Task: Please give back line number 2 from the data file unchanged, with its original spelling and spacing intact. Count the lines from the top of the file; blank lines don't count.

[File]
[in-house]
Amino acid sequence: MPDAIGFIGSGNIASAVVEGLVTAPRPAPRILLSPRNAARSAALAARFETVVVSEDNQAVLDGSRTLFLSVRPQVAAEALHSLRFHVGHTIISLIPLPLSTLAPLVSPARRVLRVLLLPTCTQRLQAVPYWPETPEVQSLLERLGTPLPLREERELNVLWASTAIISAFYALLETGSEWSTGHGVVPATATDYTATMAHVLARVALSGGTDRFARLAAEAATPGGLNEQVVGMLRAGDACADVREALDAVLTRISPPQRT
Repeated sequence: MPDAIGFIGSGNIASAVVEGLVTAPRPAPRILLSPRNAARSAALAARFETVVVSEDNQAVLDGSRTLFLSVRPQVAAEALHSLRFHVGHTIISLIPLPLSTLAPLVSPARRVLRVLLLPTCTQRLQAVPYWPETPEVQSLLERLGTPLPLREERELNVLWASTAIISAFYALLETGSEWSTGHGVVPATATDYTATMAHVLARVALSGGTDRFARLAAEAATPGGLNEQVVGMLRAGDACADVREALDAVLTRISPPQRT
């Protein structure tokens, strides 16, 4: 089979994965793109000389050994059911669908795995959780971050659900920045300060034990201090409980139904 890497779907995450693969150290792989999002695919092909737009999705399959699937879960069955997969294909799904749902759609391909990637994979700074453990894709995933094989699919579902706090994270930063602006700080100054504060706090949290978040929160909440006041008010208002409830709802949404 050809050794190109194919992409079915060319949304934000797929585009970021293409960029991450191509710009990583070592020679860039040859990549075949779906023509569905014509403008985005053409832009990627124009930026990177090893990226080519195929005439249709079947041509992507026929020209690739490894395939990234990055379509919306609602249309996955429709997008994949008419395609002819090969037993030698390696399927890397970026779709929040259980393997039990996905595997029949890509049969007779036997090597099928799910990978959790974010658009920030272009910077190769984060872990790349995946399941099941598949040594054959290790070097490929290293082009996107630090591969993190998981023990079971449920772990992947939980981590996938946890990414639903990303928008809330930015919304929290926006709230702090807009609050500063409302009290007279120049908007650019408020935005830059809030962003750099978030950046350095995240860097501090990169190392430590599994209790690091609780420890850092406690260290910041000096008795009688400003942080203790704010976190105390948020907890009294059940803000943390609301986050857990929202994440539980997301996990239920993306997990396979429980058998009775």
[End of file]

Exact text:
Amino acid sequence: MPDAIGFIGSGNIASAVVEGLVTAPRPAPRILLSPRNAARSAALAARFETVVVSEDNQAVLDGSRTLFLSVRPQVAAEALHSLRFHVGHTIISLIPLPLSTLAPLVSPARRVLRVLLLPTCTQRLQAVPYWPETPEVQSLLERLGTPLPLREERELNVLWASTAIISAFYALLETGSEWSTGHGVVPATATDYTATMAHVLARVALSGGTDRFARLAAEAATPGGLNEQVVGMLRAGDACADVREALDAVLTRISPPQRT